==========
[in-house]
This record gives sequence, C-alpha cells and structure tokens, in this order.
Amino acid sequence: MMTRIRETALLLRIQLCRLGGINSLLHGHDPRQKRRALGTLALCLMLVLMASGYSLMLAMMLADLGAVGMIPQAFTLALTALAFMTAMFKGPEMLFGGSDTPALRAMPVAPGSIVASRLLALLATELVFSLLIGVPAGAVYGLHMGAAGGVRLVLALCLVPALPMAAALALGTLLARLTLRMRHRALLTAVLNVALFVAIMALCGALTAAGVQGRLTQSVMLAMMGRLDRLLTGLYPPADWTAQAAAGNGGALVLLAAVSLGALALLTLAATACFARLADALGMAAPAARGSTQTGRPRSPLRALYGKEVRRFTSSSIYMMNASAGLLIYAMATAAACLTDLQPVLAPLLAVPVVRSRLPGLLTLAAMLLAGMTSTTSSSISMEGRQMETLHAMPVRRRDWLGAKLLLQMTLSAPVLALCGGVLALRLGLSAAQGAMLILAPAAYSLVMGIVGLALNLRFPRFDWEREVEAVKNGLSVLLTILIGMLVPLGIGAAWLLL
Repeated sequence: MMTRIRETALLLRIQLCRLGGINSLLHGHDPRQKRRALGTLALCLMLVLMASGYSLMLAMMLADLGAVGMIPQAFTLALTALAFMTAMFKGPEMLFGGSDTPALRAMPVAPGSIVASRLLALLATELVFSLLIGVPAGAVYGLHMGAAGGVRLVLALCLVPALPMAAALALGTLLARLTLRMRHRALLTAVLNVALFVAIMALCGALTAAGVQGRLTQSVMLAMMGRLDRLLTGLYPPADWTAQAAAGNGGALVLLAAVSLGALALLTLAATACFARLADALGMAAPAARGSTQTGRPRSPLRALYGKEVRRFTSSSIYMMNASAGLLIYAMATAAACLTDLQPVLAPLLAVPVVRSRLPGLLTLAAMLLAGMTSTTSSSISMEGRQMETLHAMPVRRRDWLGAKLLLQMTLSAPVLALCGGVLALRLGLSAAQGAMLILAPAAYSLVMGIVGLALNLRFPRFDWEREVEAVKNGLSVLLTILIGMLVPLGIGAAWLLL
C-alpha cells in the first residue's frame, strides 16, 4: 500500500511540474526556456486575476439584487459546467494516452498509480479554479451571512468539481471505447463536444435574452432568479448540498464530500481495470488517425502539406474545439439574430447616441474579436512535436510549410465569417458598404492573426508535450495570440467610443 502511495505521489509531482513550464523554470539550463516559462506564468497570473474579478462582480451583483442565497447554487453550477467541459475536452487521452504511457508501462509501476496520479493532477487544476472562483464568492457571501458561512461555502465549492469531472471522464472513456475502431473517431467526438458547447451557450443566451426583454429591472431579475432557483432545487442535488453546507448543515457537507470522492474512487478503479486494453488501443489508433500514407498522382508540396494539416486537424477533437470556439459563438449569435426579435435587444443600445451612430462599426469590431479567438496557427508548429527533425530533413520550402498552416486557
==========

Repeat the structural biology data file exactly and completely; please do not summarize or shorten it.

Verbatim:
[in-house]
This record gives sequence, C-alpha cells and structure tokens, in this order.
Amino acid sequence: MMTRIRETALLLRIQLCRLGGINSLLHGHDPRQKRRALGTLALCLMLVLMASGYSLMLAMMLADLGAVGMIPQAFTLALTALAFMTAMFKGPEMLFGGSDTPALRAMPVAPGSIVASRLLALLATELVFSLLIGVPAGAVYGLHMGAAGGVRLVLALCLVPALPMAAALALGTLLARLTLRMRHRALLTAVLNVALFVAIMALCGALTAAGVQGRLTQSVMLAMMGRLDRLLTGLYPPADWTAQAAAGNGGALVLLAAVSLGALALLTLAATACFARLADALGMAAPAARGSTQTGRPRSPLRALYGKEVRRFTSSSIYMMNASAGLLIYAMATAAACLTDLQPVLAPLLAVPVVRSRLPGLLTLAAMLLAGMTSTTSSSISMEGRQMETLHAMPVRRRDWLGAKLLLQMTLSAPVLALCGGVLALRLGLSAAQGAMLILAPAAYSLVMGIVGLALNLRFPRFDWEREVEAVKNGLSVLLTILIGMLVPLGIGAAWLLL
Repeated sequence: MMTRIRETALLLRIQLCRLGGINSLLHGHDPRQKRRALGTLALCLMLVLMASGYSLMLAMMLADLGAVGMIPQAFTLALTALAFMTAMFKGPEMLFGGSDTPALRAMPVAPGSIVASRLLALLATELVFSLLIGVPAGAVYGLHMGAAGGVRLVLALCLVPALPMAAALALGTLLARLTLRMRHRALLTAVLNVALFVAIMALCGALTAAGVQGRLTQSVMLAMMGRLDRLLTGLYPPADWTAQAAAGNGGALVLLAAVSLGALALLTLAATACFARLADALGMAAPAARGSTQTGRPRSPLRALYGKEVRRFTSSSIYMMNASAGLLIYAMATAAACLTDLQPVLAPLLAVPVVRSRLPGLLTLAAMLLAGMTSTTSSSISMEGRQMETLHAMPVRRRDWLGAKLLLQMTLSAPVLALCGGVLALRLGLSAAQGAMLILAPAAYSLVMGIVGLALNLRFPRFDWEREVEAVKNGLSVLLTILIGMLVPLGIGAAWLLL
C-alpha cells in the first residue's frame, strides 16, 4: 500500500511540474526556456486575476439584487459546467494516452498509480479554479451571512468539481471505447463536444435574452432568479448540498464530500481495470488517425502539406474545439439574430447616441474579436512535436510549410465569417458598404492573426508535450495570440467610443 502511495505521489509531482513550464523554470539550463516559462506564468497570473474579478462582480451583483442565497447554487453550477467541459475536452487521452504511457508501462509501476496520479493532477487544476472562483464568492457571501458561512461555502465549492469531472471522464472513456475502431473517431467526438458547447451557450443566451426583454429591472431579475432557483432545487442535488453546507448543515457537507470522492474512487478503479486494453488501443489508433500514407498522382508540396494539416486537424477533437470556439459563438449569435426579435435587444443600445451612430462599426469590431479567438496557427508548429527533425530533413520550402498552416486557